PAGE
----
This afternoon, the Senate voted by a 82-15 margin to invoke cloture on the motion to proceed to the immigration bill, S. 744. Compared to the 2007 immigration debate, when the similar procedural vote only advanced by a 64-35 margin, today’s vote is a promising sign. It is expected that another bipartisan majority will vote “aye” on the motion to proceed momentarily and the immigration debate will be in full swing in the Senate.
While all Democrats voted for cloture to allow the legislation to proceed, 15 Republican Senators voted against it. Per the Huffington Post, the “no” Republicans were “Chuck Grassley (Iowa), John Boozman (Arkansas), Ted Cruz (Texas), Jim Inhofe (Oklahoma), Mark Kirk (Illinois), Mike Lee (Utah), James Risch (Idaho), Tim Scott (South Carolina), Jeff Sessions (Alabama), Richard Shelby (Alabama), David Vitter (Louisiana), Mike Enzi (Wyoming), John Barrasso (Wyoming), Mike Crapo (Idaho), and Pat Roberts (Kansas).”
A huge disappointment was the vote of Senator Mark Kirk (R-IL). Hailing from Illinois, one of the nation’s most pro-immigrant states in the nation, and one with a long tradition of bipartisan support for immigration reforms, Senator Kirk’s vote will undoubtedly cause enormous political blowback.
Just as disturbingly, POLITICO reporter Carrie Budoff Brown tweeted that, “Kirk just told me that he will vote for the immigration bill if Cornyn border amendment passes.” Similarly, New York Times reporter Jonathan Weisman tweeted that for Senate Minority Leader Mitch McConnell the Cornyn amendment was “’the key amendment’ to win his support for immigration overhaul.”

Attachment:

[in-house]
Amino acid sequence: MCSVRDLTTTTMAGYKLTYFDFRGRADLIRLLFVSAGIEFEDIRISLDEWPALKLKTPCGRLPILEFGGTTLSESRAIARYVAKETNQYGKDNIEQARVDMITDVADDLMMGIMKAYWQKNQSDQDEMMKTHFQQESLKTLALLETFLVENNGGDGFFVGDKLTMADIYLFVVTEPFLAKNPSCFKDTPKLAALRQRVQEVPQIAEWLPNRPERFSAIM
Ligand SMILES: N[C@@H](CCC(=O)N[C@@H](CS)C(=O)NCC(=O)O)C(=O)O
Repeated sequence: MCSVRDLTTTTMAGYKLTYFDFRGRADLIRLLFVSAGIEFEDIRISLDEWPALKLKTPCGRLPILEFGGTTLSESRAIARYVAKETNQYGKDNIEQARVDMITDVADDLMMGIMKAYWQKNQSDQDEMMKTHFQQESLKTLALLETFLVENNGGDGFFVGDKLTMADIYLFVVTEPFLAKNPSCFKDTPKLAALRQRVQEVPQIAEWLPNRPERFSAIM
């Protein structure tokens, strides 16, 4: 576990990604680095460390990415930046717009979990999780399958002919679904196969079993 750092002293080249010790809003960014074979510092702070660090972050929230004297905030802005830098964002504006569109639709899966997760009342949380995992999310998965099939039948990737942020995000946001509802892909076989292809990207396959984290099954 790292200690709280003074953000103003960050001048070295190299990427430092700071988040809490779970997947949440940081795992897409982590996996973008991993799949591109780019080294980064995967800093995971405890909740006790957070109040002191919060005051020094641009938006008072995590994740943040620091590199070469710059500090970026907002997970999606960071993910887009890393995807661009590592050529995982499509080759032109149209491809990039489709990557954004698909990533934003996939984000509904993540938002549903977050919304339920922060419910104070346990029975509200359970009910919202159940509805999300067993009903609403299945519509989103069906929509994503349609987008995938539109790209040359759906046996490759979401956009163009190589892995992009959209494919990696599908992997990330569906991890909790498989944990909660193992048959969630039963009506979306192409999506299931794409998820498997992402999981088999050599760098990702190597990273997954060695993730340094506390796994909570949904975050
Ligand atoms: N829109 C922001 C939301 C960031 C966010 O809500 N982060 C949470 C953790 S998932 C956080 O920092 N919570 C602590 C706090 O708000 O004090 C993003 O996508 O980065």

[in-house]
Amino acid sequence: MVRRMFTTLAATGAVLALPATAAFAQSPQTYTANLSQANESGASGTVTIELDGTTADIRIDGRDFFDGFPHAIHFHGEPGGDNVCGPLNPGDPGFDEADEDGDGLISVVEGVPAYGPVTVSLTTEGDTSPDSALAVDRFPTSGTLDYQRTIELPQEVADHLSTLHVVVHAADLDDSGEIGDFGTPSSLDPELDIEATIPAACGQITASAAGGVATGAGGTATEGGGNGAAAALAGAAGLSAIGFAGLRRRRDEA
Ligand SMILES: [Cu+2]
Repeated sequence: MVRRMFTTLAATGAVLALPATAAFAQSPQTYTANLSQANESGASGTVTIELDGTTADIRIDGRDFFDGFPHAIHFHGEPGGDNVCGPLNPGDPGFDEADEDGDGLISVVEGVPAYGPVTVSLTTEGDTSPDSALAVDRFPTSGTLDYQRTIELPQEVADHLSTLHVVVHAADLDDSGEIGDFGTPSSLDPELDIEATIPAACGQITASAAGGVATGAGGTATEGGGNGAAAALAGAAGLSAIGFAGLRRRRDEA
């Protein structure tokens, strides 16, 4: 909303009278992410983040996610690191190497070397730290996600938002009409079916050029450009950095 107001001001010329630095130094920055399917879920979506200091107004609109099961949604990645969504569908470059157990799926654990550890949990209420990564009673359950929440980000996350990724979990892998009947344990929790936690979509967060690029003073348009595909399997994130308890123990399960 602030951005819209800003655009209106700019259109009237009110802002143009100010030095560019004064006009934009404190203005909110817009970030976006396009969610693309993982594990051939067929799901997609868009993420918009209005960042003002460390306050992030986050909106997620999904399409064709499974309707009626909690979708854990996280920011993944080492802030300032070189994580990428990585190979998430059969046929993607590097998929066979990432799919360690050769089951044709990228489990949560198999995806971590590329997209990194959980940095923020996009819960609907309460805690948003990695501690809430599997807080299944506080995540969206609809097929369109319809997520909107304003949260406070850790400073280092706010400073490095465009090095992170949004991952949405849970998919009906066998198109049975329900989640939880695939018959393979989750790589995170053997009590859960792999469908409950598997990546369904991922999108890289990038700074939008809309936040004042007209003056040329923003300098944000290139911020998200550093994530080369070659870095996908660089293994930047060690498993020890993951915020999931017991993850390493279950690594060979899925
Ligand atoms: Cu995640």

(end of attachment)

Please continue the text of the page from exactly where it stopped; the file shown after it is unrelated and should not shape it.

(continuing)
As a reminder, the Cornyn amendment is a poison pill designed to derail the bill, not to improve it. The amendment would make the path to citizenship less attainable and would throw more money at border and interior enforcement measures that already add up to the largest enforcement increase in American history.
According to Frank Sharry, Executive Director of America’s Voice:
Senator Mark Kirk has some ‘splaining to do. He hails from a gateway state with a proud bipartisan tradition of welcoming immigrants and yet he voted with a group of far right cultural conservatives. And those who hold out the Cornyn amendment as a condition for support are not looking to get to yes, but they are looking for an excuse to get to no.
Fortunately, an overwhelming majority of Kirk’s colleagues—Republicans and Democrats—voted to start debate on the immigration bill as the first step towards finally getting something done on this issue, this year. The group who voted to block debate on immigration reform are defenders of the status quo, at a time when the vast majority of Americans and all major facets of society are calling on Congress to act.